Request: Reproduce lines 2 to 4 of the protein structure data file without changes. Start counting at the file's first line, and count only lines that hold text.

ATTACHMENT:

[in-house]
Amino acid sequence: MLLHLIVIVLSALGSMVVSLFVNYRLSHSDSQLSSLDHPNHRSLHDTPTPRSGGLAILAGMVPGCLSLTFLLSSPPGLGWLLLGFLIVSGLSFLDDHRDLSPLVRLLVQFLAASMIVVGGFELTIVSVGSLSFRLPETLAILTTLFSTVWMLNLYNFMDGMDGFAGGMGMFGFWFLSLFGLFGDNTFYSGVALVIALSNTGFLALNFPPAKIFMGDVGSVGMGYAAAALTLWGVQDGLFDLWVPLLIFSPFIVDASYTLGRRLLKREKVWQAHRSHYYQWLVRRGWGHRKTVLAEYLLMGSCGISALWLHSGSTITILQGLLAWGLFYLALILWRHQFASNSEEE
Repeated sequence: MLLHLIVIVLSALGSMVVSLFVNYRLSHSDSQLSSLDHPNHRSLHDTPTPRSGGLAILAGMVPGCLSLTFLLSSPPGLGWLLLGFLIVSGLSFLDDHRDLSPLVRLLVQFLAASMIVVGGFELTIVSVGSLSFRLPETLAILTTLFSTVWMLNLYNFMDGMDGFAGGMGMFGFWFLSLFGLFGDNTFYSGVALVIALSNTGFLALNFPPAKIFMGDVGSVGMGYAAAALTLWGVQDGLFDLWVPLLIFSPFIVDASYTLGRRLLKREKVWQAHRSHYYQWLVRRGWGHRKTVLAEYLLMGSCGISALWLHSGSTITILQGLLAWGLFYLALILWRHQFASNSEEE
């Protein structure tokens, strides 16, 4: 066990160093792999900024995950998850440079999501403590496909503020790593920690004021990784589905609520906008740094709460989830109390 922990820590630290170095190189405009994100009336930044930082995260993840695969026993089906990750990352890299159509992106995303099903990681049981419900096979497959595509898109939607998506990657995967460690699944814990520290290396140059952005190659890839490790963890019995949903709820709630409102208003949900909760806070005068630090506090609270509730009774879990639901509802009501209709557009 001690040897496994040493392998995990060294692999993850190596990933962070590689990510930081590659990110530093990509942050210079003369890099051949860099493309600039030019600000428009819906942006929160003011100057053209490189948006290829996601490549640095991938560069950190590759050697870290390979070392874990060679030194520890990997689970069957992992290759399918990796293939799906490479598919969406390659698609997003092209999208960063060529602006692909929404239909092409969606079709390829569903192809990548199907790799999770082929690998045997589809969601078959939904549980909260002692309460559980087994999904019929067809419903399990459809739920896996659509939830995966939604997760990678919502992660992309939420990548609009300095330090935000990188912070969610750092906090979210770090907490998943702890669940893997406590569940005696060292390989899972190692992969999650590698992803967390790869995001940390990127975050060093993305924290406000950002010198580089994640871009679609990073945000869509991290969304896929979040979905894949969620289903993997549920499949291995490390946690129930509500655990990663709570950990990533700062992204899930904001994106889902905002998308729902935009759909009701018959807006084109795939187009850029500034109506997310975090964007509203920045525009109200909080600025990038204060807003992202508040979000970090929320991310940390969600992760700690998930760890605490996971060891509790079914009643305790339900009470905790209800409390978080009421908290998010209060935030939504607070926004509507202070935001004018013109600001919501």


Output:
Amino acid sequence: MLLHLIVIVLSALGSMVVSLFVNYRLSHSDSQLSSLDHPNHRSLHDTPTPRSGGLAILAGMVPGCLSLTFLLSSPPGLGWLLLGFLIVSGLSFLDDHRDLSPLVRLLVQFLAASMIVVGGFELTIVSVGSLSFRLPETLAILTTLFSTVWMLNLYNFMDGMDGFAGGMGMFGFWFLSLFGLFGDNTFYSGVALVIALSNTGFLALNFPPAKIFMGDVGSVGMGYAAAALTLWGVQDGLFDLWVPLLIFSPFIVDASYTLGRRLLKREKVWQAHRSHYYQWLVRRGWGHRKTVLAEYLLMGSCGISALWLHSGSTITILQGLLAWGLFYLALILWRHQFASNSEEE
Repeated sequence: MLLHLIVIVLSALGSMVVSLFVNYRLSHSDSQLSSLDHPNHRSLHDTPTPRSGGLAILAGMVPGCLSLTFLLSSPPGLGWLLLGFLIVSGLSFLDDHRDLSPLVRLLVQFLAASMIVVGGFELTIVSVGSLSFRLPETLAILTTLFSTVWMLNLYNFMDGMDGFAGGMGMFGFWFLSLFGLFGDNTFYSGVALVIALSNTGFLALNFPPAKIFMGDVGSVGMGYAAAALTLWGVQDGLFDLWVPLLIFSPFIVDASYTLGRRLLKREKVWQAHRSHYYQWLVRRGWGHRKTVLAEYLLMGSCGISALWLHSGSTITILQGLLAWGLFYLALILWRHQFASNSEEE
């Protein structure tokens, strides 16, 4: 066990160093792999900024995950998850440079999501403590496909503020790593920690004021990784589905609520906008740094709460989830109390 922990820590630290170095190189405009994100009336930044930082995260993840695969026993089906990750990352890299159509992106995303099903990681049981419900096979497959595509898109939607998506990657995967460690699944814990520290290396140059952005190659890839490790963890019995949903709820709630409102208003949900909760806070005068630090506090609270509730009774879990639901509802009501209709557009 001690040897496994040493392998995990060294692999993850190596990933962070590689990510930081590659990110530093990509942050210079003369890099051949860099493309600039030019600000428009819906942006929160003011100057053209490189948006290829996601490549640095991938560069950190590759050697870290390979070392874990060679030194520890990997689970069957992992290759399918990796293939799906490479598919969406390659698609997003092209999208960063060529602006692909929404239909092409969606079709390829569903192809990548199907790799999770082929690998045997589809969601078959939904549980909260002692309460559980087994999904019929067809419903399990459809739920896996659509939830995966939604997760990678919502992660992309939420990548609009300095330090935000990188912070969610750092906090979210770090907490998943702890669940893997406590569940005696060292390989899972190692992969999650590698992803967390790869995001940390990127975050060093993305924290406000950002010198580089994640871009679609990073945000869509991290969304896929979040979905894949969620289903993997549920499949291995490390946690129930509500655990990663709570950990990533700062992204899930904001994106889902905002998308729902935009759909009701018959807006084109795939187009850029500034109506997310975090964007509203920045525009109200909080600025990038204060807003992202508040979000970090929320991310940390969600992760700690998930760890605490996971060891509790079914009643305790339900009470905790209800409390978080009421908290998010209060935030939504607070926004509507202070935001004018013109600001919501």